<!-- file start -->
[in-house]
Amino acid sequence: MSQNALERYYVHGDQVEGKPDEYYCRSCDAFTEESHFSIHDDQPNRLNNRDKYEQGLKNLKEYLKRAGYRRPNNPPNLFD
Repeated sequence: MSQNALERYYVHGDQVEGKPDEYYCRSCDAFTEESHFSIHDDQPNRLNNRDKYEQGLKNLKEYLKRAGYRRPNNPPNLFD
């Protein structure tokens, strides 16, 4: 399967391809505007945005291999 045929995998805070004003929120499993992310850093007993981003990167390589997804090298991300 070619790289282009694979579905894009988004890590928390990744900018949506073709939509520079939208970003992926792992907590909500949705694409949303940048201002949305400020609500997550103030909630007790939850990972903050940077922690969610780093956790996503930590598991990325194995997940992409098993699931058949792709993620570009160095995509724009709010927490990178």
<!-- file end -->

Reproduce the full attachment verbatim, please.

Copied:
[in-house]
Amino acid sequence: MSQNALERYYVHGDQVEGKPDEYYCRSCDAFTEESHFSIHDDQPNRLNNRDKYEQGLKNLKEYLKRAGYRRPNNPPNLFD
Repeated sequence: MSQNALERYYVHGDQVEGKPDEYYCRSCDAFTEESHFSIHDDQPNRLNNRDKYEQGLKNLKEYLKRAGYRRPNNPPNLFD
């Protein structure tokens, strides 16, 4: 399967391809505007945005291999 045929995998805070004003929120499993992310850093007993981003990167390589997804090298991300 070619790289282009694979579905894009988004890590928390990744900018949506073709939509520079939208970003992926792992907590909500949705694409949303940048201002949305400020609500997550103030909630007790939850990972903050940077922690969610780093956790996503930590598991990325194995997940992409098993699931058949792709993620570009160095995509724009709010927490990178």